The Cross is used extensively across Northern Italy. It is the symbol of Bologna, Padua, Genoa, Reggio Emilia, Mantova, Vercelli, Alessandria and most notably of Milan where it is often called the "Cross of St. Ambrose".

St George's Cross in Italy

During the 2010 World Cup the UK Prime Minister, David Cameron, told Parliament that the flag would fly above his official residence at "no extra cost to the tax payer" whilst England played in the contest.

The flag of St George has since the late 20th century enjoyed a resurgence in popularity partly due to football-inspired nationalism, and also in response to the devolution movements in Scotland and Wales.[11]

Churches belonging to the diocese in the left-hand upper corner of the flag.[10]

The flag of St George is also the rank flag of an Admiral in the Royal Navy, and civilian craft are forbidden to fly it. However, ships which took part in the rescue operation at Dunkirk during World War II are allowed to fly it as a jack.

After the England and Wales when used alongside symbols for Scotland or Ireland; so in the flags of the Commonwealth of England during 1649 to 1660.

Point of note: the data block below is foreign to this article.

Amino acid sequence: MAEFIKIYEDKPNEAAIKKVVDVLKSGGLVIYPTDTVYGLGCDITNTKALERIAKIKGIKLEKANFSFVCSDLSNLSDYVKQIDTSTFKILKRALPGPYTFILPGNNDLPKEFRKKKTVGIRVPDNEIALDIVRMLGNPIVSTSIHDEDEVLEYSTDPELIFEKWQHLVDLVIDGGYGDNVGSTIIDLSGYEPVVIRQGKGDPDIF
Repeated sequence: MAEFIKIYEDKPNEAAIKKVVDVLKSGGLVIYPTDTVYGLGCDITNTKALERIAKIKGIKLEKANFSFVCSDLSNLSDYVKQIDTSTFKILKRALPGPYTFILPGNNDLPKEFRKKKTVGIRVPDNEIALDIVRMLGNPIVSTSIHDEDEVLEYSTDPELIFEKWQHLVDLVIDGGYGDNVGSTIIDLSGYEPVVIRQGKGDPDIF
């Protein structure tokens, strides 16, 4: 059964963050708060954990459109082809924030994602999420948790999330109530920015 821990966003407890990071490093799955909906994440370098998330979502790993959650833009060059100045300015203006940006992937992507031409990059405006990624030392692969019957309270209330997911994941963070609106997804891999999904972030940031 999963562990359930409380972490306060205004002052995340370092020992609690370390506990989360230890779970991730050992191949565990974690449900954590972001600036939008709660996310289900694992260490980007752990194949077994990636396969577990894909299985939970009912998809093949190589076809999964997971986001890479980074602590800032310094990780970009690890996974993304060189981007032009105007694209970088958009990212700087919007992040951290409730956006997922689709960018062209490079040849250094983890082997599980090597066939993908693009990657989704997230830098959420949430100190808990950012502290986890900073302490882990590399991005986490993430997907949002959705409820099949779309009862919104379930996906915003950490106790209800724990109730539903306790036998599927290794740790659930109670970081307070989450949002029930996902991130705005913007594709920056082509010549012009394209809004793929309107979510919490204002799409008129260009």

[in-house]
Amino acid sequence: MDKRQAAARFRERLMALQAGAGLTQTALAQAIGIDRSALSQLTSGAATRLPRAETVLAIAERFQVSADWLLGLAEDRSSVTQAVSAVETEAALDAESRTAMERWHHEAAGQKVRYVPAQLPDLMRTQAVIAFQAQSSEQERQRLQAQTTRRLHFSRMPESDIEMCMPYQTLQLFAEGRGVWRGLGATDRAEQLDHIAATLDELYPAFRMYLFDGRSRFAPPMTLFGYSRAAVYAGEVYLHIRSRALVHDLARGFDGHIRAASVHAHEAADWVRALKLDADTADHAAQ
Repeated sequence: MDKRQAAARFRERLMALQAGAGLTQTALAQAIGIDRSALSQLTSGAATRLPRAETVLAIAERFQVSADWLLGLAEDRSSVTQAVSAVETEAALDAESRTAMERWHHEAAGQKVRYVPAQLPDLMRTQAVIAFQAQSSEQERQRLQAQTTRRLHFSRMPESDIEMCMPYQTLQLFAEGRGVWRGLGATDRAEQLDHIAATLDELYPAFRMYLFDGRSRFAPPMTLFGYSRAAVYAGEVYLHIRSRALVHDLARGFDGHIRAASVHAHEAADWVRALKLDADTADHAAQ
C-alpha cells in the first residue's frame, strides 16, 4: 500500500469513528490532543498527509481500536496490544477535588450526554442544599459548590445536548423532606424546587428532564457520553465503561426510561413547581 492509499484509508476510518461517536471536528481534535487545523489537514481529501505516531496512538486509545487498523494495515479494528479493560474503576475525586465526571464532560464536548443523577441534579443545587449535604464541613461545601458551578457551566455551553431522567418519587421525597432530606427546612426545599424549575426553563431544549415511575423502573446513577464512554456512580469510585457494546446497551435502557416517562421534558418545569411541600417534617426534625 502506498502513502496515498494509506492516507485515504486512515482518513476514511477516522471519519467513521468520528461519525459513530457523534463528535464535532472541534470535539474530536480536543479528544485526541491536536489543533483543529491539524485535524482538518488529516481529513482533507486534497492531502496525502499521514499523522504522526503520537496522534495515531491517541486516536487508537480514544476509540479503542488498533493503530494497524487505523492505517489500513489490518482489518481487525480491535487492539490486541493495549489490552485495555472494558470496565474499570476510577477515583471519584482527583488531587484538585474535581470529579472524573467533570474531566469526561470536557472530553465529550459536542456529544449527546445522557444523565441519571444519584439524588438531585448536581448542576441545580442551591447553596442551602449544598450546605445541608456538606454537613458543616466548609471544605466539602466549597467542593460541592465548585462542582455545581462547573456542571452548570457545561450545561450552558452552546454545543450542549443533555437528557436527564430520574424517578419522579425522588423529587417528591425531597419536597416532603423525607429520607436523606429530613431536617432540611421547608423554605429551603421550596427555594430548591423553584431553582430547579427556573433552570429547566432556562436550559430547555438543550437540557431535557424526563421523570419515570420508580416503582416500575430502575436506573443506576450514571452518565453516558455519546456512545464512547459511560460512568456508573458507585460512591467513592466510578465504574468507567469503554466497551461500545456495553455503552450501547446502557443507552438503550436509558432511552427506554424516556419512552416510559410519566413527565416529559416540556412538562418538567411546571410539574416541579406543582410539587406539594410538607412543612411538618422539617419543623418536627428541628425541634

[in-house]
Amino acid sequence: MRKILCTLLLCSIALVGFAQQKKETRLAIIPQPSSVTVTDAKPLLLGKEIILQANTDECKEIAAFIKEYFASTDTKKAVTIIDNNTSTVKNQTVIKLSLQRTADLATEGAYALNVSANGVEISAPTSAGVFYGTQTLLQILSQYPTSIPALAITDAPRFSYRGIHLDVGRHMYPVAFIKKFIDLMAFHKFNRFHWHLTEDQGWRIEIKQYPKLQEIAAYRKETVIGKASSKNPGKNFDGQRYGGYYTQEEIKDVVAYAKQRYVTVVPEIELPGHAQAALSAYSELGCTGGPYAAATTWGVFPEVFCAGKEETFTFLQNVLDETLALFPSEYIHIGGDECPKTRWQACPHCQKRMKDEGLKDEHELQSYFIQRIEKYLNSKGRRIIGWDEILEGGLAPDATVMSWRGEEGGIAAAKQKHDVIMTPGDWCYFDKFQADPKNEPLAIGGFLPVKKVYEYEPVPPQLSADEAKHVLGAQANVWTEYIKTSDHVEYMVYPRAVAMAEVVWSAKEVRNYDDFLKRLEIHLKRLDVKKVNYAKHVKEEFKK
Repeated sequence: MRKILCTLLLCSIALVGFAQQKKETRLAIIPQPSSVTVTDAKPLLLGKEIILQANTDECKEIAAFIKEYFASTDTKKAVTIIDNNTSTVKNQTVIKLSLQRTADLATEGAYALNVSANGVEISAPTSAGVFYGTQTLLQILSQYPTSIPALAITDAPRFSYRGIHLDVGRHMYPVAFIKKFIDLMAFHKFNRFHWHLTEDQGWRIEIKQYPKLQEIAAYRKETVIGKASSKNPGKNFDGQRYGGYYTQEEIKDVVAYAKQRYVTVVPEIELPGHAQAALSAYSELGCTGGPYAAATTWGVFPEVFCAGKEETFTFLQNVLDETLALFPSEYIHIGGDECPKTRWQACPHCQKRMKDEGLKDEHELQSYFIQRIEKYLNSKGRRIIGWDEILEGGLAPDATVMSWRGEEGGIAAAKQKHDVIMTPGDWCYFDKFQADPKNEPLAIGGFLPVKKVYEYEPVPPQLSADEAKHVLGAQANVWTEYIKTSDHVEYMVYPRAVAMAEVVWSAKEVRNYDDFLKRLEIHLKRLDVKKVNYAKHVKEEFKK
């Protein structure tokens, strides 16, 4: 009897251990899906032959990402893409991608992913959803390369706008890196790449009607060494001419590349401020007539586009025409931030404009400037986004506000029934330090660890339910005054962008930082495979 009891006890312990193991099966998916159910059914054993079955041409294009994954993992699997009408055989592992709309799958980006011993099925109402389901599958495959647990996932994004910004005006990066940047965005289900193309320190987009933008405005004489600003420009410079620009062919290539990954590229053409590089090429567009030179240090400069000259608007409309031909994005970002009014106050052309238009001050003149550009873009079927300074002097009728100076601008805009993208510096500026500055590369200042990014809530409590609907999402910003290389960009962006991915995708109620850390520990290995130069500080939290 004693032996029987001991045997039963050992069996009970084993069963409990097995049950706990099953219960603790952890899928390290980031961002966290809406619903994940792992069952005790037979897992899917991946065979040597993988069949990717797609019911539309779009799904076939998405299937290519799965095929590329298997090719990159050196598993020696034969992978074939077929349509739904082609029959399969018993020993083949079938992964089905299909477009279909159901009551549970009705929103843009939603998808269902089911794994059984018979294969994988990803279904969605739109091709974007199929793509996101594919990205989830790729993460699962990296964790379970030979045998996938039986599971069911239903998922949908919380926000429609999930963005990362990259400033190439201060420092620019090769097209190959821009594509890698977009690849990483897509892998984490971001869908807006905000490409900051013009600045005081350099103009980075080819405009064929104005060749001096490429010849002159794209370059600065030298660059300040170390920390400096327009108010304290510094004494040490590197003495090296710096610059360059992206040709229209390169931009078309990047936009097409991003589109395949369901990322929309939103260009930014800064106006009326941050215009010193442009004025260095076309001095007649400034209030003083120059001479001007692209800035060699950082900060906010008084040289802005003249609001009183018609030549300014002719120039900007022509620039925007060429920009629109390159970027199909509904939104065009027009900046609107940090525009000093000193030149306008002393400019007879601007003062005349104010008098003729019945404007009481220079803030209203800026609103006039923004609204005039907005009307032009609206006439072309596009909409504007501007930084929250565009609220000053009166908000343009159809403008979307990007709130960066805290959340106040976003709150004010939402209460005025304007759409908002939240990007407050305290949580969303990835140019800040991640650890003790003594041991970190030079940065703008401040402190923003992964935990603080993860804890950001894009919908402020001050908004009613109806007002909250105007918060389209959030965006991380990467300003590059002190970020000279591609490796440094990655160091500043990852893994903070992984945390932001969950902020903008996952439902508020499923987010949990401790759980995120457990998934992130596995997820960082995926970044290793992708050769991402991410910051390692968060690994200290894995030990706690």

Royal Standards of the Plantagenet kings of England.

There used to be a claim that the red cross worn as an emblem was brought to England as early as the 1190s, by Edward I (1270s),[8] and perhaps originated a few years earlier, in the Second Barons' War (specifically in the Battle of Evesham of 1265, during which, according to chronicler William Rishanger, Simon de Montford observed that the king had taken the idea of having his soldiers marked with a cross from him).[9]

St George's flag flying on Leeds Town Hall (2009).

St George's Cross in England

In the 14th century, after the failure of the crusades, the cross ceased to be a symbol directly associated with the "taking of the cross", the resolve to fight in the crusades, and with the development of systematic Order of the Garter in 1348, and also took to using a red-on-white cross in the hoist of his Royal Standard.

The association of the red-on-white cross with the Saint probably arises in insignia cruxata comunis Janue ("cross ensign of the commune of Geona"). The saint's flag was the city's main war flag, but the cross flag was used alongside it in the 1240s.[4]

The red cross in particular was associated with the Denmark).

[2]